Mixed Central Bank Signals Lifted the Dollar
November 20, 2015
Stanley Fisher, Vice Fed Chair, said some major central banks, meaning the Fed, could move away from a zero interest rate policy relatively soon, noting also that Fed officials want to avoid the element of surprise and that counterparts in in emerging markets are ready for an initial Fed move.
Atlanta Fed President Lockhart indicated a preference to lift the federal funds rate soon.
ECB President Draghi reaffirmed that a full review of Euroland’s economy is being prepared ahead of its meeting next month and that officials are ready to utilize all measures asap to expedite achievement of its inflation mandate. He praised the flexibility of the asset purchase plan and hinted again that the minus 0.20% deposit rate could be lowered further.
Bundesbank Bank President and ECB Governing Council member Jens Weidmann sounded a note of caution, however, saying that the full impact of easing thus far has not fully been felt.
The dollar rose 0.5% against the euro, 0.3% versus the Swiss franc, 0.2% relative to the loonie and 0.1% vis-a-vis sterling. The yen and yuan are unchanged. The U.S. dollar slid 0.3% against its Australian counterpart and 0.1% versus the kiwi.
In a follow-up move to reductions of the main Chinese central banks announced October 23rd, officials at the Peoples Bank of China cut the standard facility rate for banks by 175 bps to 2.75% and the 7-day rate by 200 bps to 3.5%.
Share prices around the Pacific Rim posted gains of 1.0% in Hong Kong, 0.4% in China, 0.9% in Indonesia, 0.3% in Australia and New Zealand and 0.1% in Japan, South Korea and India. In Europe, stocks tumbled 1.7% in Greece and have lost 0.6% in Spain and Italy as well as 0.3% in France. The German Dax is up 0.1%, while the British Ftse has remained flat.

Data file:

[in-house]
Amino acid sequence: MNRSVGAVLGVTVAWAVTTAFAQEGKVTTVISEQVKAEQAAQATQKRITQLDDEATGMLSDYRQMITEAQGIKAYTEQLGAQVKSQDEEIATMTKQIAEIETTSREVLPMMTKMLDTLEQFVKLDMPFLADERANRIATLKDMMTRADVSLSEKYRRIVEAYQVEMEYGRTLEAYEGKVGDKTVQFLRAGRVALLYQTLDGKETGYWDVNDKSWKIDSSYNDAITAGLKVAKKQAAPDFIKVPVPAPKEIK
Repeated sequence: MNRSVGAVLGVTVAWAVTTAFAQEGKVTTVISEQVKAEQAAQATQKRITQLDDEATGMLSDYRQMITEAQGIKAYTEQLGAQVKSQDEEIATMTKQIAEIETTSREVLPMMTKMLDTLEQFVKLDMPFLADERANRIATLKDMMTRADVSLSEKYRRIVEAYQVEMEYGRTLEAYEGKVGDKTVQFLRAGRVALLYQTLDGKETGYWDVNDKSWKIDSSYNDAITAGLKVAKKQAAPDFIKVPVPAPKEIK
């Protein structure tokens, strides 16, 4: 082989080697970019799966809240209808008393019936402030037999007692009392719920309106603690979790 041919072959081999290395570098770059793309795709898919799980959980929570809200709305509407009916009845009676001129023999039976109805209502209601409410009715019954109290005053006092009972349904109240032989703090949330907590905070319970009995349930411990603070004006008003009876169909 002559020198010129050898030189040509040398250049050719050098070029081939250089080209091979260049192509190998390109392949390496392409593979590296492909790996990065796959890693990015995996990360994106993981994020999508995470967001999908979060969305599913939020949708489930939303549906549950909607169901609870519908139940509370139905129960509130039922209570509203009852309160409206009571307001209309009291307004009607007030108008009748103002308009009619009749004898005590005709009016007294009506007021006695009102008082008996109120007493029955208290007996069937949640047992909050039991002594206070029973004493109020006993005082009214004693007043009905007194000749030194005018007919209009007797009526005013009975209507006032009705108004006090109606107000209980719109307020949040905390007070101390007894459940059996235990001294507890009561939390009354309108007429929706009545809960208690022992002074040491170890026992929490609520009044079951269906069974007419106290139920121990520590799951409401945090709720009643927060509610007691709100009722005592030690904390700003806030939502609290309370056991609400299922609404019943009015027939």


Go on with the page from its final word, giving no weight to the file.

West Texas Intermediate crude oil fell 1.1% to $40.09 per barrel. Comex gold is 0.3% stronger at $1,084.48 per ounce.
Ten-year Japanese JGB and German bund yields are two and one basis points higher. The 10-year British gilt yield is holding steady at 1.88%.
Real GDP in the OECD, a group of 34 advanced economies, rose 0.4% last quarter, least since 2Q14 and down from a quarterly gain of 0.6% in the second quarter. Non-annualized 3Q-on-2Q growth was 0.5% in the U.K., 0.4% in the U.S. and European Union, but minus 0.2% in Japan.
A 2.3% on-year drop in German producer prices last month was the largest 12-month decline since February 2010. Energy sank 0.9% on month, while other producer prices collectively fell 0.3%. Irish producer prices were flat on month but climbed 1.8% during the twelve months to October.
Public-sector borrowing in the U.K. last month exceeded expectations, amounting to GBP 8.2 billion excluding public sector banks.
China’s index of leading economic indicators recorded a smaller 0.6% monthly increase in October, down from gains of 1.6% in September and 0.9% in August.
The Greek current account surplus, EUR 838 million, was 37.4% wider in October than a year earlier.
Icelandic labor costs increased 7.9% in the year to October, down from 8.2% in September. Danish retail sales rose 0.5% on month and 2.5% on year in October, while Danish consumer confidence in November climbed for the first time since March. Turkish consumer sentiment also rose, hitting a 19-month high this month.
A preliminary estimate of eurozone consumer sentiment will be reported later today.
Malaysian consumer prices ticked 0.4% higher in October but edged down 0.1 percentage point to 2.5% in its year on year comparison.
Canadian retail sales and consumer price data get released today. So does the Kansas City Fed monthly manufacturing index. The U.S. Thanksgiving Day and Japanese Labor Thanksgiving holidays will interrupt the flow of market activity next week.
Copyright 2015, Larry Greenberg. All rights reserved. No secondary distribution without express permission.